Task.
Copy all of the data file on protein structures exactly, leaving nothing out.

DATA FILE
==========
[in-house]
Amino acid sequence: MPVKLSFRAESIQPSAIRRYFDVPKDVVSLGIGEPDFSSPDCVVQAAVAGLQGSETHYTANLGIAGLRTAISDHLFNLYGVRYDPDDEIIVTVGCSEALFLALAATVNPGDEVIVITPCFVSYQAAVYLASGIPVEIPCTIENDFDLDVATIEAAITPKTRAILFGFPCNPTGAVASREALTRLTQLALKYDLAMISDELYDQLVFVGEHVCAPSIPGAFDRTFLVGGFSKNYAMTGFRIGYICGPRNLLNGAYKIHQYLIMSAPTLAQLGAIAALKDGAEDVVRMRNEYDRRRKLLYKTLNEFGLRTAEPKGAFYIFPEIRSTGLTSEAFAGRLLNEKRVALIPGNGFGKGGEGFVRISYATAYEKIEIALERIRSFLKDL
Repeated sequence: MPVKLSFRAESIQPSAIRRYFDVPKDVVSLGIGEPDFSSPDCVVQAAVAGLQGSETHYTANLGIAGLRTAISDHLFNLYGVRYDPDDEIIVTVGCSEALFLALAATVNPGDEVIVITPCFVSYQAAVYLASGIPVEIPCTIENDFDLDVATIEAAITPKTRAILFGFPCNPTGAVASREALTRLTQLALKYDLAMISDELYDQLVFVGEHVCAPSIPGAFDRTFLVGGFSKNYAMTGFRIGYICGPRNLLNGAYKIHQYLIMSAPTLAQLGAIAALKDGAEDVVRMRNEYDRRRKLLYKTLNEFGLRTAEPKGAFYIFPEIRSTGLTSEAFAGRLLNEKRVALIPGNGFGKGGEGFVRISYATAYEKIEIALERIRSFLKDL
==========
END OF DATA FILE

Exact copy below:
[in-house]
Amino acid sequence: MPVKLSFRAESIQPSAIRRYFDVPKDVVSLGIGEPDFSSPDCVVQAAVAGLQGSETHYTANLGIAGLRTAISDHLFNLYGVRYDPDDEIIVTVGCSEALFLALAATVNPGDEVIVITPCFVSYQAAVYLASGIPVEIPCTIENDFDLDVATIEAAITPKTRAILFGFPCNPTGAVASREALTRLTQLALKYDLAMISDELYDQLVFVGEHVCAPSIPGAFDRTFLVGGFSKNYAMTGFRIGYICGPRNLLNGAYKIHQYLIMSAPTLAQLGAIAALKDGAEDVVRMRNEYDRRRKLLYKTLNEFGLRTAEPKGAFYIFPEIRSTGLTSEAFAGRLLNEKRVALIPGNGFGKGGEGFVRISYATAYEKIEIALERIRSFLKDL
Repeated sequence: MPVKLSFRAESIQPSAIRRYFDVPKDVVSLGIGEPDFSSPDCVVQAAVAGLQGSETHYTANLGIAGLRTAISDHLFNLYGVRYDPDDEIIVTVGCSEALFLALAATVNPGDEVIVITPCFVSYQAAVYLASGIPVEIPCTIENDFDLDVATIEAAITPKTRAILFGFPCNPTGAVASREALTRLTQLALKYDLAMISDELYDQLVFVGEHVCAPSIPGAFDRTFLVGGFSKNYAMTGFRIGYICGPRNLLNGAYKIHQYLIMSAPTLAQLGAIAALKDGAEDVVRMRNEYDRRRKLLYKTLNEFGLRTAEPKGAFYIFPEIRSTGLTSEAFAGRLLNEKRVALIPGNGFGKGGEGFVRISYATAYEKIEIALERIRSFLKDL